Thirdly, Big Data, soon to be put on steroids by artificial intelligence, brings to us many benefits, including social media, lower costs, more knowledge of what’s going on, quicker response times, etc.  But in the wrong hands, is it still a merit service?

Micro-targeting of customers by analysis of Big Data memory banks enables companies to enhance their return on advertising, politicians to adroitly stoke the emotions of their followers and autocrats to summon forth willing obedience from citizens.

Today, Facebook is trying to minimize the ability of its WhatsApp communications system in India to contaminate the forthcoming election with falsehoods and demagogic, divisive emotionalism.

Facebook founder and CEO Mark Zuckerberg has now called for government regulation of social media, dependent on Big Data for its ability to sell ads to companies.  He wants government to set rules for the restriction of free speech, the freedom of his suppliers to say whatever they want on his internet platforms, to prevent un-meritorious communications with harmful content, endangering election integrity, abusing privacy and misusing data portability.

The Wall Street Journal, in an editorial, wryly suggested: “Before he invites the protection of the political class, Mr. Zuckerberg should have Facebook fix Facebook.”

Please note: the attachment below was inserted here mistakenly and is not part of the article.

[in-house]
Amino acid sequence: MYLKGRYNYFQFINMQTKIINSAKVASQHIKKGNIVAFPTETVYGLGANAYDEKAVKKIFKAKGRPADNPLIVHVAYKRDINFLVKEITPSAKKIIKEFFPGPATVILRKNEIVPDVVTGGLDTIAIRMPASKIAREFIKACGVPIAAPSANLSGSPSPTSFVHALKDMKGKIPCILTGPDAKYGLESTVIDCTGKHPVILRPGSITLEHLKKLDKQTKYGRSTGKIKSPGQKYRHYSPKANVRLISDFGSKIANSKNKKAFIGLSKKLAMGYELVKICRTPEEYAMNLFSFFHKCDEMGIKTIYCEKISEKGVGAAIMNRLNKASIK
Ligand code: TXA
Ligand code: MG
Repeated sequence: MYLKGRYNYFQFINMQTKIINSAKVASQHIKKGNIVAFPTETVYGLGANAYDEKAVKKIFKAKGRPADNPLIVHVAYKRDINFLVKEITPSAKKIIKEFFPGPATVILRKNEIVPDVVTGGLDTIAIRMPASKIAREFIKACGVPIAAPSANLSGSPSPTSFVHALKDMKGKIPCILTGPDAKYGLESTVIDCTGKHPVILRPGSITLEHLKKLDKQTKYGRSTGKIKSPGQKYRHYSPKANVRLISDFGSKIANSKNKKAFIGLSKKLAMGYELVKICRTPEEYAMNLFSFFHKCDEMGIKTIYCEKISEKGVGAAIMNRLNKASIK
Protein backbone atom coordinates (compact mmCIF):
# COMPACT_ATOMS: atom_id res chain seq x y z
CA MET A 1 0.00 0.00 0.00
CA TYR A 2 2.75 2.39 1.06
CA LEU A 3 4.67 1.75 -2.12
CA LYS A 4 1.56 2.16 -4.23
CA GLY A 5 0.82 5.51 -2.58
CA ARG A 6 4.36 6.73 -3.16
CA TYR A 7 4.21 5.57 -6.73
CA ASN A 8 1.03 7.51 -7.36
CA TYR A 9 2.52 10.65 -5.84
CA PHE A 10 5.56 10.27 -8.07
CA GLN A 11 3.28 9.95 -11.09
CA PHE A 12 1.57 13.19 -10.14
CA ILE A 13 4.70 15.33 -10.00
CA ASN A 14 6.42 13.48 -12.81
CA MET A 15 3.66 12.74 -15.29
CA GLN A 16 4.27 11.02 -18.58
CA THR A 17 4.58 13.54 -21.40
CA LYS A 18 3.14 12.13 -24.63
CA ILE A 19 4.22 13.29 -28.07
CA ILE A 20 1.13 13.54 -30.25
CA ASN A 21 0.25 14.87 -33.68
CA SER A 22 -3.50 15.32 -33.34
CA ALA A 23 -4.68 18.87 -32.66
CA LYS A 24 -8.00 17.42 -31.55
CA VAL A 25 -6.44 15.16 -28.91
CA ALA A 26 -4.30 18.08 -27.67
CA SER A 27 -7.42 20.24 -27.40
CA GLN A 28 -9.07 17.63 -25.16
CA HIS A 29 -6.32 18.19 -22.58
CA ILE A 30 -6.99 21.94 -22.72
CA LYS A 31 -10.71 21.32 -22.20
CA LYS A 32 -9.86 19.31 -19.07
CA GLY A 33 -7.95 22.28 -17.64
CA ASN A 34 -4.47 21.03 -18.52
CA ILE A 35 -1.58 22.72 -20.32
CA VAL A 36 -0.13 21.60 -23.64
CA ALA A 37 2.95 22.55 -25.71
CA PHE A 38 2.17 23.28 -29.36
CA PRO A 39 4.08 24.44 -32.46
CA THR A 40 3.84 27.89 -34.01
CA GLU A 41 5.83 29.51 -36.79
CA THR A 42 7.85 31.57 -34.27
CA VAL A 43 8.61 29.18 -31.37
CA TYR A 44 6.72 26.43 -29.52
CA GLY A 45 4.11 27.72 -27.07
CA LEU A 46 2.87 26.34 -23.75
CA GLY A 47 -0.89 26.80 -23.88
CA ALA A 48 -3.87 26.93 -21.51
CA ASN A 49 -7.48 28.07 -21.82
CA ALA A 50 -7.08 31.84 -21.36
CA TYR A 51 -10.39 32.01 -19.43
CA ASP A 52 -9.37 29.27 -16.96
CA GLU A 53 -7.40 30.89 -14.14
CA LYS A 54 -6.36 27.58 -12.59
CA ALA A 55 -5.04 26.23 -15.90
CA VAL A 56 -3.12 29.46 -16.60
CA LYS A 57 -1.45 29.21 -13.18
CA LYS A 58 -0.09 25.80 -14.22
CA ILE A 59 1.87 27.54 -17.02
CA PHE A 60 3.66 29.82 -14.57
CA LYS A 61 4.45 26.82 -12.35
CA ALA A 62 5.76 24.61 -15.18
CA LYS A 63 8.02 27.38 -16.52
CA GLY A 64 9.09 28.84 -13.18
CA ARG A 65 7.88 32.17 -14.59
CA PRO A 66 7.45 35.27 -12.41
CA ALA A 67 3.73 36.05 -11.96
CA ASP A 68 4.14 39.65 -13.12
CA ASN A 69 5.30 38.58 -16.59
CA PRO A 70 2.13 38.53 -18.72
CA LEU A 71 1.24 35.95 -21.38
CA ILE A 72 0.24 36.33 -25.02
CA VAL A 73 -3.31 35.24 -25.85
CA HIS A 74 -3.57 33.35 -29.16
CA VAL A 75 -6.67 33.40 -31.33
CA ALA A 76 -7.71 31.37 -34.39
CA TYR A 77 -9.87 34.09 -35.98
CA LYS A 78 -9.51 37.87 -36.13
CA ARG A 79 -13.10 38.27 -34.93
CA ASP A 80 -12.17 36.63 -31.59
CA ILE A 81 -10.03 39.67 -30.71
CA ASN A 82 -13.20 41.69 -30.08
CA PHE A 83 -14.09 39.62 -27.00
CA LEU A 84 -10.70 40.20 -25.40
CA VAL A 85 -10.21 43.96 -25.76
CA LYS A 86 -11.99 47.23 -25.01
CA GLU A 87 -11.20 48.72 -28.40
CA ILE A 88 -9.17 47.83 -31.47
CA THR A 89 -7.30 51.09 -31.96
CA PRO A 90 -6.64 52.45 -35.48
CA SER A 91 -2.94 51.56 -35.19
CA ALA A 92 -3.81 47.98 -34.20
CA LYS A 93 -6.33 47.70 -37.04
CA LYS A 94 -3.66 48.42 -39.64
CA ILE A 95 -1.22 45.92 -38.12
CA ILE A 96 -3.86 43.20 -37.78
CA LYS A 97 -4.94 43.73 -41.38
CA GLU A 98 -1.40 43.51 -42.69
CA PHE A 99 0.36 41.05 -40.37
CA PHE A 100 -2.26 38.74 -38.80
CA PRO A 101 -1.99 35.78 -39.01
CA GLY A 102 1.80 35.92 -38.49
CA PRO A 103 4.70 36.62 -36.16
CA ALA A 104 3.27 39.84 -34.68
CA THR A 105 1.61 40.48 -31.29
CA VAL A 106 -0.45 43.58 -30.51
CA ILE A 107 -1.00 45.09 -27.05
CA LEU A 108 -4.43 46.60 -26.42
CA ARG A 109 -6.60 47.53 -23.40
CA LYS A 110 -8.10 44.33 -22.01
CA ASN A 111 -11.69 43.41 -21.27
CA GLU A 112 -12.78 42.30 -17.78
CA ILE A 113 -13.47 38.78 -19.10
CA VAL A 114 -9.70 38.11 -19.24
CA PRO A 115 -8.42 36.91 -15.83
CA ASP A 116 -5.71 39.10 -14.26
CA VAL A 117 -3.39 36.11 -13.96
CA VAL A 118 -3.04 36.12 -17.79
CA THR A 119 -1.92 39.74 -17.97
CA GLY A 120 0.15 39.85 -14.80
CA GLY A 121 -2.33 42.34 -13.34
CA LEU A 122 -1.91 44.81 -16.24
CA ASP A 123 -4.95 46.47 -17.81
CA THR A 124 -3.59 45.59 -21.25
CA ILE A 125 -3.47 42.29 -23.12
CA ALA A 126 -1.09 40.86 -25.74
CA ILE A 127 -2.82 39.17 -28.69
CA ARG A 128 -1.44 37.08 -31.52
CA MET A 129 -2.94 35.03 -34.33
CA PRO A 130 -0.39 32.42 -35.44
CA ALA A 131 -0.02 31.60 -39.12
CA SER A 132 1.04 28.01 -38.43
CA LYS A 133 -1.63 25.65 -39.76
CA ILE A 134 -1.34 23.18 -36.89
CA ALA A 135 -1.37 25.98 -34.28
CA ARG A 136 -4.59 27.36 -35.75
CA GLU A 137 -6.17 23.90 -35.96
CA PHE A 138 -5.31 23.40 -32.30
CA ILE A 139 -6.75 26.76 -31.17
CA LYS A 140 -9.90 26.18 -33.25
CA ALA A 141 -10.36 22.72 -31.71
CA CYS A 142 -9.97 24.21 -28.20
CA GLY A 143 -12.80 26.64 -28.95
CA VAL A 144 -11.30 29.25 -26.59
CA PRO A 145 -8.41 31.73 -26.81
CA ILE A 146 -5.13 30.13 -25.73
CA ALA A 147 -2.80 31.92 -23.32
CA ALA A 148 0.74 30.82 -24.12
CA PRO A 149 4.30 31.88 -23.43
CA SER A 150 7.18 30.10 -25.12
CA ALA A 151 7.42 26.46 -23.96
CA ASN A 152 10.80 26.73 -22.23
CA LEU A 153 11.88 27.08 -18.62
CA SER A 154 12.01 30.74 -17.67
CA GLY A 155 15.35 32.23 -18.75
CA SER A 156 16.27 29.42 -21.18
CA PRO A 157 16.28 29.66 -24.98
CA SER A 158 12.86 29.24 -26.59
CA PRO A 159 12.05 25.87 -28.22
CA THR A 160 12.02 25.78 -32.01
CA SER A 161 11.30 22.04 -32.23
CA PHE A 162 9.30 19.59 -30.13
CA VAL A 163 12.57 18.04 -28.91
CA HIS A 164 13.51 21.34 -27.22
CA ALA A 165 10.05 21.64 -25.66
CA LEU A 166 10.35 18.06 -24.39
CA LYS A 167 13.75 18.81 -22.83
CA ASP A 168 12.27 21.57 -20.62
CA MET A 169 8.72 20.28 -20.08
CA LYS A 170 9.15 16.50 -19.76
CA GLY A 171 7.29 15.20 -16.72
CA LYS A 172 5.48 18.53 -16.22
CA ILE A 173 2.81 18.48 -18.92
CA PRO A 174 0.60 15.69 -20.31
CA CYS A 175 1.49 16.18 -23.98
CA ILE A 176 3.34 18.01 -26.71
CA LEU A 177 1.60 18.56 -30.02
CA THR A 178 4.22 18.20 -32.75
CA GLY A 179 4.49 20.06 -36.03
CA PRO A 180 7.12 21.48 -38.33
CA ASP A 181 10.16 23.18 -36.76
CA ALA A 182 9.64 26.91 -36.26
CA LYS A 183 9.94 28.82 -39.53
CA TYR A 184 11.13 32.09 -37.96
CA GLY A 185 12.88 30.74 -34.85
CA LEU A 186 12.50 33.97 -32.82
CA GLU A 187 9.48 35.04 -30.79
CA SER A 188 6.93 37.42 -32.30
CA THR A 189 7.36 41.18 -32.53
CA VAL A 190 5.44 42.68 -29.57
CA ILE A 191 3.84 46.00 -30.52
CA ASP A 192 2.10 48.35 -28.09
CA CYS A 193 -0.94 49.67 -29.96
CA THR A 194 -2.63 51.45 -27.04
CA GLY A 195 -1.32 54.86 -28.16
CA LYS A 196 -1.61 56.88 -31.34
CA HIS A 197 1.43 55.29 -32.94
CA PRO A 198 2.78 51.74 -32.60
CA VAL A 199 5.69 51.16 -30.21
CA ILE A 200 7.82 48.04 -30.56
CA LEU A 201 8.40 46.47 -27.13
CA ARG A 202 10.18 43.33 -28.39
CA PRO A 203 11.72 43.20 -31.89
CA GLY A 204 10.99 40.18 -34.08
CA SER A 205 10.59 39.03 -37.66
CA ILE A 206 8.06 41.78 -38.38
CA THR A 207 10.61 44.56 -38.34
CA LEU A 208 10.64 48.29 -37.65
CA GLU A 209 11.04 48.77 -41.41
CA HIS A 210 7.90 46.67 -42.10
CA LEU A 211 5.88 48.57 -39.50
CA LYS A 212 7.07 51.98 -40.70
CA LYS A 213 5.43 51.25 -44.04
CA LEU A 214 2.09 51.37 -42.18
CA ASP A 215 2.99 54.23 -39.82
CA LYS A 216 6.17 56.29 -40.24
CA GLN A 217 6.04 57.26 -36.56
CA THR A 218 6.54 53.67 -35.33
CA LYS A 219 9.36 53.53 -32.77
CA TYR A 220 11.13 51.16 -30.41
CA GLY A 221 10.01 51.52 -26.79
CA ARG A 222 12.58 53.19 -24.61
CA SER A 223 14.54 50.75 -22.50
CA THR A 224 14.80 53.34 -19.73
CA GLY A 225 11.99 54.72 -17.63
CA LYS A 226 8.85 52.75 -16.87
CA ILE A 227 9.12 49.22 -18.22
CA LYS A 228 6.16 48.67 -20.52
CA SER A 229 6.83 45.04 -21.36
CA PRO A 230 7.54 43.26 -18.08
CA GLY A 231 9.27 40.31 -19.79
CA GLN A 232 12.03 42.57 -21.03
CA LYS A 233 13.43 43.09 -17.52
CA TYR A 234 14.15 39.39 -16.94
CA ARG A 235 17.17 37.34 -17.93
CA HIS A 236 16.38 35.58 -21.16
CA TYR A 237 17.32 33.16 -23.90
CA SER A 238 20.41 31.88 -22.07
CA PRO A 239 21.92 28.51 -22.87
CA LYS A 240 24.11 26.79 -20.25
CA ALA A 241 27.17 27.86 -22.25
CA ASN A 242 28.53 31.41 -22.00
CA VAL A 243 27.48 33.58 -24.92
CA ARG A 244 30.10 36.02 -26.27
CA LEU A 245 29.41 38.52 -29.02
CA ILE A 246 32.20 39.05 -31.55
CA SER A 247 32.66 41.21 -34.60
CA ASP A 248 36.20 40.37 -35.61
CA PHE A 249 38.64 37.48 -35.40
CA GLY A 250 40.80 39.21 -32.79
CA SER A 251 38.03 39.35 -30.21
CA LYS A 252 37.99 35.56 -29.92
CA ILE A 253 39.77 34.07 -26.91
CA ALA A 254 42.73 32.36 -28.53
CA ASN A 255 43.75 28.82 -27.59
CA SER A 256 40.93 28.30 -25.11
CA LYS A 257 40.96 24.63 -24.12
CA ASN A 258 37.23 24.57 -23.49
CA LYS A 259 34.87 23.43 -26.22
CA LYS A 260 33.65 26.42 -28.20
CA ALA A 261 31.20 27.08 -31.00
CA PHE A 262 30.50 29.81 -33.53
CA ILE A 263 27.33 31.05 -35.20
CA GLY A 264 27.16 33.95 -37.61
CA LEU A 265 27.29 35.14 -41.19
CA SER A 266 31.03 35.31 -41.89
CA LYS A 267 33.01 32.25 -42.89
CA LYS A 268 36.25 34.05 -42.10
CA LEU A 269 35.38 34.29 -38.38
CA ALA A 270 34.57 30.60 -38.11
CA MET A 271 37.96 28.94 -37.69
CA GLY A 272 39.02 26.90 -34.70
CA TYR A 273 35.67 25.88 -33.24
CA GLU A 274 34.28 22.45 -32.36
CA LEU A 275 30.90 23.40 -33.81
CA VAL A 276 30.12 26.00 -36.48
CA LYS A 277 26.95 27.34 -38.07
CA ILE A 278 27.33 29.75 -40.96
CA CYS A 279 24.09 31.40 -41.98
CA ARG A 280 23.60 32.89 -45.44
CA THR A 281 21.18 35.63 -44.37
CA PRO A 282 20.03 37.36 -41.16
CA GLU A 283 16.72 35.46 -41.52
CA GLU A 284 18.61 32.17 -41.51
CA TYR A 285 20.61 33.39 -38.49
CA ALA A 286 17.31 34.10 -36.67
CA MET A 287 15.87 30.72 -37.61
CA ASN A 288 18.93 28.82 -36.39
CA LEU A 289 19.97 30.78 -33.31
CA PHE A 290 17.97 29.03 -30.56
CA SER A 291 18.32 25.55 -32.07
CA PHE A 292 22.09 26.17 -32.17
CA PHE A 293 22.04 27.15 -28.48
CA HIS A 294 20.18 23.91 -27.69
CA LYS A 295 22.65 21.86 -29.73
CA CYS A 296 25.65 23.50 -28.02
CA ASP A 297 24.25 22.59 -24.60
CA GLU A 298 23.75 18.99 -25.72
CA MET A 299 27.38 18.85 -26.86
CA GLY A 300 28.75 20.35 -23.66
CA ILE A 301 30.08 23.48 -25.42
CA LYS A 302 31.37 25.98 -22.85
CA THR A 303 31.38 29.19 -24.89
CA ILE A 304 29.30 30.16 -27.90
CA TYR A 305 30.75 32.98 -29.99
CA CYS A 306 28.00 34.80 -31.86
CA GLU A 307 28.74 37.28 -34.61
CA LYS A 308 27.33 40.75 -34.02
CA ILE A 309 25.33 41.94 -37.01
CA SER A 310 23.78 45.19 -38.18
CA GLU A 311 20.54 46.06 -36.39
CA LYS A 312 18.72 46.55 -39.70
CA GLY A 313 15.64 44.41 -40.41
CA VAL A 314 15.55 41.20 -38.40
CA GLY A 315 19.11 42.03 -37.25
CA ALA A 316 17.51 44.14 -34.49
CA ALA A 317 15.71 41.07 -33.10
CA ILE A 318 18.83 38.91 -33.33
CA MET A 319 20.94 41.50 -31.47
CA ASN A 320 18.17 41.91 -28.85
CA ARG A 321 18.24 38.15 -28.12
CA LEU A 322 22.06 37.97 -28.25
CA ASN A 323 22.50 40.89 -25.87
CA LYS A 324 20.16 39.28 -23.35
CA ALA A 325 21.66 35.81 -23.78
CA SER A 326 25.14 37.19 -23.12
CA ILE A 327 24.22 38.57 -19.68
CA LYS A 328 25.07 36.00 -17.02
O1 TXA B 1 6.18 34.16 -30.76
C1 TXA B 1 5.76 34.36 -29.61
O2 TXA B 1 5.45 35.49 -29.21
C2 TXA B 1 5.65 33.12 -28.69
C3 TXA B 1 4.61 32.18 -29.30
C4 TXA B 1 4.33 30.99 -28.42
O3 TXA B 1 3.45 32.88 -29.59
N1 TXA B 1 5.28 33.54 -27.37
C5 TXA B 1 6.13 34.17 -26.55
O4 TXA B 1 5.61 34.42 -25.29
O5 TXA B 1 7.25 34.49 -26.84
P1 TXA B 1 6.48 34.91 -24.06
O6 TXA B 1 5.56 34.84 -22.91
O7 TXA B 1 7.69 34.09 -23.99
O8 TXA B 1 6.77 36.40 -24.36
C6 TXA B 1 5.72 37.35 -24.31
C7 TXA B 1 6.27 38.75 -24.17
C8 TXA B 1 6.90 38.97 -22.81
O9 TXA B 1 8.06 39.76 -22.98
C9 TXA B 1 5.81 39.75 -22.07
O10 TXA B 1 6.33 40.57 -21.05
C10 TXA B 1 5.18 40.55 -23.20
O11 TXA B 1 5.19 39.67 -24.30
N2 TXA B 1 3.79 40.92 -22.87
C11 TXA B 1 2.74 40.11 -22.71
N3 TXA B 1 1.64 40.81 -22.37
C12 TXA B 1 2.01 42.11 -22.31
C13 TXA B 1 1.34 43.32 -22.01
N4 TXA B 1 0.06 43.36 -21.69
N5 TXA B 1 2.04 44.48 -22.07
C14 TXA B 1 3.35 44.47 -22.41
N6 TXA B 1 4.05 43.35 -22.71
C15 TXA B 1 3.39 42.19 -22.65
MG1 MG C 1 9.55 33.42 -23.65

In other words, providing merit goods is part of corporate social responsibility.

Another commentator pointed out that once complex regulation is in force, only the big companies like Facebook will have the money to hire the lawyers and technicians to work in and around the rules and regulations and appeal process.  Small, innovative upstart companies will encounter barriers to entry as competitors of Facebook, to the great profit advantage of Mark Zuckerberg.

I note in this connection with a call for Facebook to be more socially responsible that Facebook paid App developers to secretly include Facebook software in their Apps so that users of the Apps unknowingly were sending very personal data to Facebook for the company to sell.  One App, Flo Period and Ovulation tracker with 25 million users, obtained the most intimate information on women’s menstruation cycles on behalf of Facebook.

With respect to free and fair elections, the problem is not the ads which partisans pay to display on Facebook but the very essence of Facebook – exacerbating “poisonous politics by creating filter bubbles of like-minded partisans, spreading hoaxes and inaccuracies, inducing anxiety and paranoia and rewarding clickbait and outrage.”  In other words, it is the Facebook service itself which lacks merit, in many respects.